20 February 2004
Radical reform of the council tax is on the way but it will be at least 12 months before a replacement system is drawn up and the details finalised, Public Finance has been told.
Ministers recognise the tax has become increasingly 'socially unjust and politically unsustainable', say sources close to the government, but speculation that plans for a new charge combining a levy on property with a local income tax will be published within weeks are 'nonsense'.
Instead, the Balance of Funding review will publish a 'menu' of options in the summer, which will indicate how the government intends to tackle the problems with the tax that have made it such a political hot potato in recent months.
In particular, it will outline how to relieve the financial pressure on pensioners living on low incomes in high-value homes, which has provoked angry 'grey power' demonstrations around the country.
When the review panel's conclusions have been published, further research will be commissioned and the final outline of the new system will be decided in light of those findings.
This timetable would take the government through to the other side of the next general election, if, as predicted, it is called for May 2005. 'This issue will be dealt with by the government in the third term,' the source told PF.
Council tax increases in England averaged 12.9% in 2003/04, and a survey of authorities published on February 18 suggested that councils are planning rises averaging 7% next year.
Ministers are so worried by voters' fury at soaring bills that they have now threatened to cap 65 authorities that are planning increases above 5%.
Local government minister Nick Raynsford has called in 11 authorities for meetings this week, and more may follow.
Despite this, senior local government figures said they would be'very surprised' if Raynsford pre-empted his own review by publishing reform proposals before its work had finished.
Sarah Wood, director of economic and environmental policy at the Local Government Association, spoke to PF immediately after attending a meeting with senior Office of the Deputy Prime Minister officials on February 18 to discuss the issue.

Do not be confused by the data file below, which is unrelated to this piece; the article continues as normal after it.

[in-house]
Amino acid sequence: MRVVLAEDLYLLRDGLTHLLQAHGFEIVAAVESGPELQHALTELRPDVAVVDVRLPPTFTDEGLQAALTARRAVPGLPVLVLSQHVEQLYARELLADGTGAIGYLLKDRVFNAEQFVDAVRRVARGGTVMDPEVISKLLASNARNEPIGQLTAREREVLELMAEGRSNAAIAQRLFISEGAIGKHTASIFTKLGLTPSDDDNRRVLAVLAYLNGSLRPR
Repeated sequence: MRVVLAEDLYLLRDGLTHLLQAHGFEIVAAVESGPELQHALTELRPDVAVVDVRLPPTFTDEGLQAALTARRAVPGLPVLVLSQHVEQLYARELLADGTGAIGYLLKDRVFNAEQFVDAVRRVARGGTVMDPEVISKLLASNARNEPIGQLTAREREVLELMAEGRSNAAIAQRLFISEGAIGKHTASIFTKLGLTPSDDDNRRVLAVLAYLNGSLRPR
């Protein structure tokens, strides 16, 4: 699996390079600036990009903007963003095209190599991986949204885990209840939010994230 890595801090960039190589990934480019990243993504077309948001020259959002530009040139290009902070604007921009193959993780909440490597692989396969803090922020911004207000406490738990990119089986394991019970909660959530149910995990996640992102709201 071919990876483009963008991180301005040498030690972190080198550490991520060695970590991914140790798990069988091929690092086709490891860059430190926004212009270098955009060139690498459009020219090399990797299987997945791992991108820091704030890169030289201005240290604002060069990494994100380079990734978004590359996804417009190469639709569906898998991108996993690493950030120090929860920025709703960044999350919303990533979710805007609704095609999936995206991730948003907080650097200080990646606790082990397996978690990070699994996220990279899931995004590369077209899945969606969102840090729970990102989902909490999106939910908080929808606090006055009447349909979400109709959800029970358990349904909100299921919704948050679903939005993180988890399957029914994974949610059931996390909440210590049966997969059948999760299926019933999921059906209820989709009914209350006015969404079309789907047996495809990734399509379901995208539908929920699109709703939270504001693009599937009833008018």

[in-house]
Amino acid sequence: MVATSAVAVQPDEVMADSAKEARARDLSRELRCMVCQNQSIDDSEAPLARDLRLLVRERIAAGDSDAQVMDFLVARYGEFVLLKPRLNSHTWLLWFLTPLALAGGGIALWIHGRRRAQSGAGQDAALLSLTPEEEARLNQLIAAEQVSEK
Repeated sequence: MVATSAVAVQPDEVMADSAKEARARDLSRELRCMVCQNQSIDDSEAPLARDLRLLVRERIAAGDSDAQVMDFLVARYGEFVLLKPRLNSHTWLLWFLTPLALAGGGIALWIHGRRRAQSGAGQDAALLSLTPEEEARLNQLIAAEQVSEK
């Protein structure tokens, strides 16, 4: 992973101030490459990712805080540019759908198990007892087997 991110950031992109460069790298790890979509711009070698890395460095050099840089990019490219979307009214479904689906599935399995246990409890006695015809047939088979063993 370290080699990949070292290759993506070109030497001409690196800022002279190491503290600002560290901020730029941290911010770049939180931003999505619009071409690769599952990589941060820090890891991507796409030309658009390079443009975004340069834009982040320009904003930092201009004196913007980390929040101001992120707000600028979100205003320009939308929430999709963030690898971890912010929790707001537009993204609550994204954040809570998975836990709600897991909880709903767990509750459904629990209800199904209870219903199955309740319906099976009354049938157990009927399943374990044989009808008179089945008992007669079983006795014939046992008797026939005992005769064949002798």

'Nobody I spoke to has been working on anything to be published in the next few weeks, and these are the people who would be writing it,' she said. 'If they were, they would have answered me in civil service language. I trust them on this.'
Professor Gerry Stoker, chair of the New Local Government Network (NLGN) and a member of the review team, said meetings had been scheduled until September.
He added that all options, including changes to the business rates, were still being actively considered. 'I don't think any ship has left the harbour yet,' he told PF. 'But if the government wanted to give a clearer steer in the direction it wanted to go, I don't think that would be unhelpful.'
The pressing need for council tax reform was due to be highlighted by former Cabinet minister and leading Blairite Stephen Byers at an NLGN conference on February 19.
The ex-local government secretary planned to say that the present tax system is 'unsustainable' because the retired and the poor are subsidising businesses.
In advance of his speech, Byers released figures, obtained from the House of Commons library, showing that the proportion of council funding provided by business has fallen from 30% to 24% since 1993, while council taxpayers' contribution has risen from 23% to 29%.
'The poorest 10% pay over four times more of their income in council tax than the richest 10%. The burden is nearly twice as great as for the average person,' Byers was expected to say.
Council tax has also begun to rise up the political agenda in Wales, where Welsh Assembly Finance and Local Government Minister Sue Essex has launched a consultation on the balance of funding in the principality.
Essex said she would pass on the findings of the consultation to the Raynsford review.